rocknbil - 8:04 pm on Mar 27, 2012 (gmt 0)
Marshall, this is kismet - I'm coming here to explore this very same issue, with a few more details, and a twist.
Visualize two pages, and given that the secure page often uses the same resources over https as http - a header image, for example. Let's call the may-or-may-not-be-all-secure page /about, and the secure page /purchase.
Browse to https.... /purchase, everything is fine, green light on secure items. Use a link or even make a direct request back to /about, and you get a mixed content error. On this page is a link back to /purchase, but you don't even have to do that - change the URL to /purchase in the address bar.
The previously secure page now displays insecure items (and Chrome doesn't make it easy to tell you what they are). WTH?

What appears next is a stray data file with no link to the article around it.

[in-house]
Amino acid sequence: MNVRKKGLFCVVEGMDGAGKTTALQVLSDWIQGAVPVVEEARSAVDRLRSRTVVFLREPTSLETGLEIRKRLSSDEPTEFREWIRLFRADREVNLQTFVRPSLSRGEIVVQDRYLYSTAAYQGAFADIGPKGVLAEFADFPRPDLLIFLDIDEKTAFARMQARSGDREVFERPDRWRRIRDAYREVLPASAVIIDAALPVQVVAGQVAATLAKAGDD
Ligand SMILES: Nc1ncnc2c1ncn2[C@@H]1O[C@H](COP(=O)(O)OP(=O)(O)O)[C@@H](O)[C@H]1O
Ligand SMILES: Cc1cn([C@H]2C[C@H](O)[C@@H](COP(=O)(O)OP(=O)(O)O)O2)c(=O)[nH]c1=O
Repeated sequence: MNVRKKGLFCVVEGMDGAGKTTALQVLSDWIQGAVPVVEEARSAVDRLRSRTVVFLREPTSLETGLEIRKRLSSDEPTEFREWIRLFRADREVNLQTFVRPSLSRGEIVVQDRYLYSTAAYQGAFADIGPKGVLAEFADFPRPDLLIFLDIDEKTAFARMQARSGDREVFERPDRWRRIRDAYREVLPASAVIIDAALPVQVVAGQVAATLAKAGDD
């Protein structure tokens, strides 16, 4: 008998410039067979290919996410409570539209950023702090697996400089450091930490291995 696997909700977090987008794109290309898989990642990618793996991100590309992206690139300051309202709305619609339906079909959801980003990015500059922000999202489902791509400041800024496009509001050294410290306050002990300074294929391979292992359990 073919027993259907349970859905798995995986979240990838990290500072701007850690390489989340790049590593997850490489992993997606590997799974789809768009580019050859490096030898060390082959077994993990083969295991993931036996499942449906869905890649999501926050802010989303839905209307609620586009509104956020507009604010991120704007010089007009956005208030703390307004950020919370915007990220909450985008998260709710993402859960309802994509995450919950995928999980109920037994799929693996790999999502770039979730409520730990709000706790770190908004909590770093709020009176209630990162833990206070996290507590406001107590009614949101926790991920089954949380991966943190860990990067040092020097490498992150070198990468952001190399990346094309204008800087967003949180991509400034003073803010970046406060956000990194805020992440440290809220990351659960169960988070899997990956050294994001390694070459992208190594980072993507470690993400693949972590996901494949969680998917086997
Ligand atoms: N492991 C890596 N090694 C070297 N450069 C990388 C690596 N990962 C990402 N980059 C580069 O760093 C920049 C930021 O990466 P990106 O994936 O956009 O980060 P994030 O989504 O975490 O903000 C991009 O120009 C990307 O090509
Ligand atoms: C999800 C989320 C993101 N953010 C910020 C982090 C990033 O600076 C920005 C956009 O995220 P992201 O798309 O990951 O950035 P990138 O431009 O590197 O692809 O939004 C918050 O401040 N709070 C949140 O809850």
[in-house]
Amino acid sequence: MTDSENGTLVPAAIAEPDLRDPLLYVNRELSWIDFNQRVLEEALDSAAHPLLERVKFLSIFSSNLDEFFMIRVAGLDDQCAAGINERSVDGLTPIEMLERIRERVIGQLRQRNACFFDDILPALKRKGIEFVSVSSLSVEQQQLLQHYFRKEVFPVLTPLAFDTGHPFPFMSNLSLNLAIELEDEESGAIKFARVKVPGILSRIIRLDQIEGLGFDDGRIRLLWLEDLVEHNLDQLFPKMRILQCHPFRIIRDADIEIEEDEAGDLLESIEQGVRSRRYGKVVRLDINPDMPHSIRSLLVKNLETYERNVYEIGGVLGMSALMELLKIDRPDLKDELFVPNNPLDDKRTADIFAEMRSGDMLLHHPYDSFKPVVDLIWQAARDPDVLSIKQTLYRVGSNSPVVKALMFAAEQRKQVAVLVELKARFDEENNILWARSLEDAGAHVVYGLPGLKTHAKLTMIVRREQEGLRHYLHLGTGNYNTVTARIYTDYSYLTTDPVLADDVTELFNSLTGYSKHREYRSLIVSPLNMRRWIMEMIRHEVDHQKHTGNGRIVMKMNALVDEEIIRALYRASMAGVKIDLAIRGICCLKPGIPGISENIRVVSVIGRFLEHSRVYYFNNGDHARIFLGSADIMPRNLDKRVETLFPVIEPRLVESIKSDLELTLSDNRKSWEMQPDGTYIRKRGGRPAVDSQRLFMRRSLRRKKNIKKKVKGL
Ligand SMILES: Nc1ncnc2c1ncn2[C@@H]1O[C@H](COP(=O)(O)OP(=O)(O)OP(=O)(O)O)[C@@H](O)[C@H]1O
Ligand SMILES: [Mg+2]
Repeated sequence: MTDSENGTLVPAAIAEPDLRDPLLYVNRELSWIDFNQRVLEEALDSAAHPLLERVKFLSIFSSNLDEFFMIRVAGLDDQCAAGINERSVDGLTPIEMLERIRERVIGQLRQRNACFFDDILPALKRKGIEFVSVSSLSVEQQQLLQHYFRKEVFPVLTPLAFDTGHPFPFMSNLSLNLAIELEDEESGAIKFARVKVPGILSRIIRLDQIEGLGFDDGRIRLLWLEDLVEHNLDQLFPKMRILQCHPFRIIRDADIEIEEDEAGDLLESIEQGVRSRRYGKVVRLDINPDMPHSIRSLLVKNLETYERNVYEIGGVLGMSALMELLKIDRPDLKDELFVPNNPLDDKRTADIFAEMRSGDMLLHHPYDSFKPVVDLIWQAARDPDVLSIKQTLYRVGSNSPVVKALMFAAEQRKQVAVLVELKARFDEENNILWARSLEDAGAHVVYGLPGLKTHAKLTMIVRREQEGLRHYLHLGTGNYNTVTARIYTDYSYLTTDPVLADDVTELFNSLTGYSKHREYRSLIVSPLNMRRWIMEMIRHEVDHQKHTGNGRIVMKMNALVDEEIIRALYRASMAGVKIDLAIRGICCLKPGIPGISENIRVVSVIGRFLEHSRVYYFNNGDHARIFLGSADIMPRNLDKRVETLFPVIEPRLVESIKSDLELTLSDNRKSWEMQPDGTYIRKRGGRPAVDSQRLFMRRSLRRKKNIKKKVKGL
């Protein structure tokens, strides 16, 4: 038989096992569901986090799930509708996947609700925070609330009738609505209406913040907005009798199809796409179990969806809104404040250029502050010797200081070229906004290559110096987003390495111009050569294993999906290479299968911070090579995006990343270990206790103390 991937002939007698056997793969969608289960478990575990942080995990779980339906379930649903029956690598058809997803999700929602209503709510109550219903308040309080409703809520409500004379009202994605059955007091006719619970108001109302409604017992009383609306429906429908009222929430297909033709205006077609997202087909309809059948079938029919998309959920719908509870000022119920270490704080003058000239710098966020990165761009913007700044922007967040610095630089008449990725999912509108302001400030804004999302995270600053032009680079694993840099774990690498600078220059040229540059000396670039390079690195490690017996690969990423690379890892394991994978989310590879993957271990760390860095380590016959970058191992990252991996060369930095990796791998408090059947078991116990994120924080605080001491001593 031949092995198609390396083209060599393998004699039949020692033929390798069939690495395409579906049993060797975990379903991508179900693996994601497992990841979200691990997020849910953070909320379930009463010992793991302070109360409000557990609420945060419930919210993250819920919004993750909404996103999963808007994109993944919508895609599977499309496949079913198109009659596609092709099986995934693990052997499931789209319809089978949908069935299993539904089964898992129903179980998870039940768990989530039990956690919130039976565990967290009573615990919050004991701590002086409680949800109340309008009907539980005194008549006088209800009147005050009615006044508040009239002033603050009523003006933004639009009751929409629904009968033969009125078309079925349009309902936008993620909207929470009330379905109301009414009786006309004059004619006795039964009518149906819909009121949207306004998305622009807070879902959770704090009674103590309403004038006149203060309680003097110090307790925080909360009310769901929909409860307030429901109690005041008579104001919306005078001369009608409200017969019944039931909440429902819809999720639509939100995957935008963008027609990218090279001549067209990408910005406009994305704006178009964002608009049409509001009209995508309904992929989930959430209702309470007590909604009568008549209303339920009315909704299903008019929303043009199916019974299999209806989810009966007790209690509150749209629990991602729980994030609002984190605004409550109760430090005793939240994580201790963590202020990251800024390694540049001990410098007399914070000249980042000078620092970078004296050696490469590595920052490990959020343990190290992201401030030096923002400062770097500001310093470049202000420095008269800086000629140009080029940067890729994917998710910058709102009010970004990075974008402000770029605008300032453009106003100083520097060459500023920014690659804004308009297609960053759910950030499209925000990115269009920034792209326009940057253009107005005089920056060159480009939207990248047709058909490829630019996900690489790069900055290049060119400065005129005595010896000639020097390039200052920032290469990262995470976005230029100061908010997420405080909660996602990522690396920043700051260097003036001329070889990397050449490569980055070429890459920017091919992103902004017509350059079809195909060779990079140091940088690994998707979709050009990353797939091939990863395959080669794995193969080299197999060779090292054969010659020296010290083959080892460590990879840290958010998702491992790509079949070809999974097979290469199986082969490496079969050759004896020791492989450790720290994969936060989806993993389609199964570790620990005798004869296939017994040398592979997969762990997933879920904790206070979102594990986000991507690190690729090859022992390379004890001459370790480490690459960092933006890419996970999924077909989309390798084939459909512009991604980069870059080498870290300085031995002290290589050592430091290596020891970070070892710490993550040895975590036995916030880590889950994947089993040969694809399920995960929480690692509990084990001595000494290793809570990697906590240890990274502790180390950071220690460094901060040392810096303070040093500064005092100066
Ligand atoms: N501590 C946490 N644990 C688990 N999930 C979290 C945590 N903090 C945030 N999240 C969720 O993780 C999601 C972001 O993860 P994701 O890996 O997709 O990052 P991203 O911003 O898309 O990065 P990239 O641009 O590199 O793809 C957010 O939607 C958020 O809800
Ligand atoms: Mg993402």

Basically it caches the insecure items from the previous page state, but only in the context of that tab (as I understand it, anyway . . . )
I've done some searching and this is due to caching, there are many proposed fixes (clear history, open a new tab, whatever) but the really BIG problem with this is the average user won't have a clue how to do any of this or know what it means. Insecure = bad, close and shop elsewhere.
Has anyone solved this to any reliable degree? With Chrome gaining market share, it's become the "new I.E." in terms of the thorn in a developers bum . . . .